RUSH (2013/IN THEATERS) I had good intentions–maybe you did too—of catching Rush the first weekend it opened. But busy fall schedules make movie-viewing hard, so I finally saw it just yesterday. Thankfully, it’s still running on a few big screens because I think this is a movie that will lose something as it moves to the small one. Obviously I’m not the only one who has put the movie down the “must see” list–it has taken in only a little above $25 million at the U.S. box office. Nonetheless, it’s good and if you enjoy Formula One racing movies (think of “Grand Prix”), you’re in for a treat. The story focuses on a famous true life rivalry in the 1970s between two very different drivers: James Hunt, handsome British playboy (played here by uber handsome Chris Hemsworth), and Niki Lauda, the Austrian blunk speaking racing technician (played by Daniel Brühl). Hunt’s famously beautiful wife (at least briefly) Suzy Miller is portrayed by the equally gorgeous Olivia Wilde, so there’s eye candy for viewers of all sexes here!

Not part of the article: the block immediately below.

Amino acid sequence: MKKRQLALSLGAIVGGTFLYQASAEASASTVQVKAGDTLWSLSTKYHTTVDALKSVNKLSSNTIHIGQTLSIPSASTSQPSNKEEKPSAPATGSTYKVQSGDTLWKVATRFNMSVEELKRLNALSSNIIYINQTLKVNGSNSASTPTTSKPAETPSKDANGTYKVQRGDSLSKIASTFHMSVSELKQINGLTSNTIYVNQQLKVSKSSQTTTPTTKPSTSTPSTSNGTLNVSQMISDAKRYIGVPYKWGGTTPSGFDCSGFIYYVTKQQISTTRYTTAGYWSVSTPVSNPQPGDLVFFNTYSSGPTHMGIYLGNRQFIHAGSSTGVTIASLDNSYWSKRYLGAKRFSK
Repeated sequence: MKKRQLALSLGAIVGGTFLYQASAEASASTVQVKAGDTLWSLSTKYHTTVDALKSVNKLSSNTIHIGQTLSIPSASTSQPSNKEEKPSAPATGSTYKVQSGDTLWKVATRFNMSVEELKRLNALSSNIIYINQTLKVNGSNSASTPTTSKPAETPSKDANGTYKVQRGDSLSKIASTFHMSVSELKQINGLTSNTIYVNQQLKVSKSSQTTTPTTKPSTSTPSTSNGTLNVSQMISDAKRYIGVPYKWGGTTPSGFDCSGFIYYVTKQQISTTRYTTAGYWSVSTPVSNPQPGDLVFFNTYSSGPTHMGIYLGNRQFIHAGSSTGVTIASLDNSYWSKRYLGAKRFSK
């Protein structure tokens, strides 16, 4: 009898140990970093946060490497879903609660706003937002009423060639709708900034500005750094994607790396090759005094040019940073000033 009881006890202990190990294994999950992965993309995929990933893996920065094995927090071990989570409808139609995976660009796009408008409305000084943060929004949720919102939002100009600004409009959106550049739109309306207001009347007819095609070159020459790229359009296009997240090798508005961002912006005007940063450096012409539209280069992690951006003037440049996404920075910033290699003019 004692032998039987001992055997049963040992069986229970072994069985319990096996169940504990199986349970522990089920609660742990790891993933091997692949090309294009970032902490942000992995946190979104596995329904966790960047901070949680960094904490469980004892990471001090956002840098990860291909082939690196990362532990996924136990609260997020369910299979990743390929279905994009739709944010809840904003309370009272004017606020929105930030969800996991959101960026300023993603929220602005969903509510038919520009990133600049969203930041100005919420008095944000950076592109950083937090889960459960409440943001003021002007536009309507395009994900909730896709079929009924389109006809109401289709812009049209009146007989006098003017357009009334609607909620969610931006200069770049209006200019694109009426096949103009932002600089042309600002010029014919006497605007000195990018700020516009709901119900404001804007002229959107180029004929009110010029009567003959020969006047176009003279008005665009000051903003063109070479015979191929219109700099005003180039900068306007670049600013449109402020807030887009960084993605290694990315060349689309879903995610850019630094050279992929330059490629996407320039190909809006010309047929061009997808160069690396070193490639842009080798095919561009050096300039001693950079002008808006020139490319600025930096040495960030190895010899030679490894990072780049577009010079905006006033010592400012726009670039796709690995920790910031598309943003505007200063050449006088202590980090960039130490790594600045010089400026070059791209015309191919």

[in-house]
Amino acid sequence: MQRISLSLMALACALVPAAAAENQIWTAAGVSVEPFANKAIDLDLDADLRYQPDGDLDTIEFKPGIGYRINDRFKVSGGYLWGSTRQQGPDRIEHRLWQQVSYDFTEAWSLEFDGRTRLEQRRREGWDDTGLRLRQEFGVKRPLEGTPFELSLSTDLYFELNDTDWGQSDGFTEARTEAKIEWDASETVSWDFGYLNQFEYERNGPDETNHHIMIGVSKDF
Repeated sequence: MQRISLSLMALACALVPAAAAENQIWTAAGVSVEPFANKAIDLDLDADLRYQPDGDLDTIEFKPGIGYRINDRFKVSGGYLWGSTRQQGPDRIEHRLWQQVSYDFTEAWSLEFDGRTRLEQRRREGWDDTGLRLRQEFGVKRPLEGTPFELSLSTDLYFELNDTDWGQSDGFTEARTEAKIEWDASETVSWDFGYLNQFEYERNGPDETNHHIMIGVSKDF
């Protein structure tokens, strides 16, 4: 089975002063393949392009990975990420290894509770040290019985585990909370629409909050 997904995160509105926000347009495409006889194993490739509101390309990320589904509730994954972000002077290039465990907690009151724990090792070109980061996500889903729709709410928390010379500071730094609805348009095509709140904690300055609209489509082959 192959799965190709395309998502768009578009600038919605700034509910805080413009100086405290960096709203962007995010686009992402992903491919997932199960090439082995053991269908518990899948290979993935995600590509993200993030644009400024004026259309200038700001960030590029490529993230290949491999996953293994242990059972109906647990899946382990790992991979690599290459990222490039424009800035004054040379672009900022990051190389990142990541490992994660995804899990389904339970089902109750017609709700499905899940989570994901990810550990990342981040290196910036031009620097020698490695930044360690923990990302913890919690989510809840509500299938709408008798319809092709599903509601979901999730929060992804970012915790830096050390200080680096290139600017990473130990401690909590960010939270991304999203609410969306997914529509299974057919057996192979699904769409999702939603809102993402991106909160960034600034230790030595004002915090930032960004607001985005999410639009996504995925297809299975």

The film is directed by Ron Howard from a script by Peter Morgan (who also penned “The Queen”). The story is pretty straight-forward and certainly will get your attention with driving and racing shots that are tense and beautifully filmed, and a pounding soundtrack by Hans Zimmer. And I think the film does present these two characters as equally likeable and definitely unlikeable–showing them as talented but certainly flawed. The closing credits reveal photos of the real life characters (who are strikingly close to their acting counterparts) and fills us in on their later lives—which go in completely predicatable directions. A good, solid movie. But I think worth catching on the big screen, just for those heart-stopping race scenes.